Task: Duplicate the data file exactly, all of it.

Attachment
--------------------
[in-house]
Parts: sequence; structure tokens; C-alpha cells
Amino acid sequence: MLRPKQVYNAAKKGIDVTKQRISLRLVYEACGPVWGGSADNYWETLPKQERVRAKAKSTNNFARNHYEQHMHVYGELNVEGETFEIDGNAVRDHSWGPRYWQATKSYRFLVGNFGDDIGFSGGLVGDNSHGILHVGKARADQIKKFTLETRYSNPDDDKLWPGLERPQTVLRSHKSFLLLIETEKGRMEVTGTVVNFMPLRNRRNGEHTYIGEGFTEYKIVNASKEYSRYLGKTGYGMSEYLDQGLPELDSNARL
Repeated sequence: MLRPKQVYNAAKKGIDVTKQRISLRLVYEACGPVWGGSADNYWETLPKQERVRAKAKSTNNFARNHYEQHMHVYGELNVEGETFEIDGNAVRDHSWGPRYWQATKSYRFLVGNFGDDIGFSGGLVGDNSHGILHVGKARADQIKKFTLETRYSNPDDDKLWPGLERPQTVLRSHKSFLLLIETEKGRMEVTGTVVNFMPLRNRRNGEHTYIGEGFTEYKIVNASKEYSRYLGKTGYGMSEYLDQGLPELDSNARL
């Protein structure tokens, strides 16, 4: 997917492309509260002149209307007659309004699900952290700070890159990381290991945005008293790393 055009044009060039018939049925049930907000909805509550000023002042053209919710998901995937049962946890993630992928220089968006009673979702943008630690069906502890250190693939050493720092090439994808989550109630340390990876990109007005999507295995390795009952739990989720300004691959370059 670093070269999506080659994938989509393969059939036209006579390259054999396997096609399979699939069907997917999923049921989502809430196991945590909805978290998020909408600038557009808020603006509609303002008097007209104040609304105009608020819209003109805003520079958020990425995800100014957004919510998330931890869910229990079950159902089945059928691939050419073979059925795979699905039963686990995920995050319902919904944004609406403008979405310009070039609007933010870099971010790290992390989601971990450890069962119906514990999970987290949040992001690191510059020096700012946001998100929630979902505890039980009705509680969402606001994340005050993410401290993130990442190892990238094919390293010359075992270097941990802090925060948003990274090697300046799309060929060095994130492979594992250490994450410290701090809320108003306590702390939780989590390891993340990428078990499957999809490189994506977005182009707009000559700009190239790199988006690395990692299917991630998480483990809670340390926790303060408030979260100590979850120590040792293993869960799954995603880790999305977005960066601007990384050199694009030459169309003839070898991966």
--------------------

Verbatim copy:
[in-house]
Parts: sequence; structure tokens; C-alpha cells
Amino acid sequence: MLRPKQVYNAAKKGIDVTKQRISLRLVYEACGPVWGGSADNYWETLPKQERVRAKAKSTNNFARNHYEQHMHVYGELNVEGETFEIDGNAVRDHSWGPRYWQATKSYRFLVGNFGDDIGFSGGLVGDNSHGILHVGKARADQIKKFTLETRYSNPDDDKLWPGLERPQTVLRSHKSFLLLIETEKGRMEVTGTVVNFMPLRNRRNGEHTYIGEGFTEYKIVNASKEYSRYLGKTGYGMSEYLDQGLPELDSNARL
Repeated sequence: MLRPKQVYNAAKKGIDVTKQRISLRLVYEACGPVWGGSADNYWETLPKQERVRAKAKSTNNFARNHYEQHMHVYGELNVEGETFEIDGNAVRDHSWGPRYWQATKSYRFLVGNFGDDIGFSGGLVGDNSHGILHVGKARADQIKKFTLETRYSNPDDDKLWPGLERPQTVLRSHKSFLLLIETEKGRMEVTGTVVNFMPLRNRRNGEHTYIGEGFTEYKIVNASKEYSRYLGKTGYGMSEYLDQGLPELDSNARL
């Protein structure tokens, strides 16, 4: 997917492309509260002149209307007659309004699900952290700070890159990381290991945005008293790393 055009044009060039018939049925049930907000909805509550000023002042053209919710998901995937049962946890993630992928220089968006009673979702943008630690069906502890250190693939050493720092090439994808989550109630340390990876990109007005999507295995390795009952739990989720300004691959370059 670093070269999506080659994938989509393969059939036209006579390259054999396997096609399979699939069907997917999923049921989502809430196991945590909805978290998020909408600038557009808020603006509609303002008097007209104040609304105009608020819209003109805003520079958020990425995800100014957004919510998330931890869910229990079950159902089945059928691939050419073979059925795979699905039963686990995920995050319902919904944004609406403008979405310009070039609007933010870099971010790290992390989601971990450890069962119906514990999970987290949040992001690191510059020096700012946001998100929630979902505890039980009705509680969402606001994340005050993410401290993130990442190892990238094919390293010359075992270097941990802090925060948003990274090697300046799309060929060095994130492979594992250490994450410290701090809320108003306590702390939780989590390891993340990428078990499957999809490189994506977005182009707009000559700009190239790199988006690395990692299917991630998480483990809670340390926790303060408030979260100590979850120590040792293993869960799954995603880790999305977005960066601007990384050199694009030459169309003839070898991966």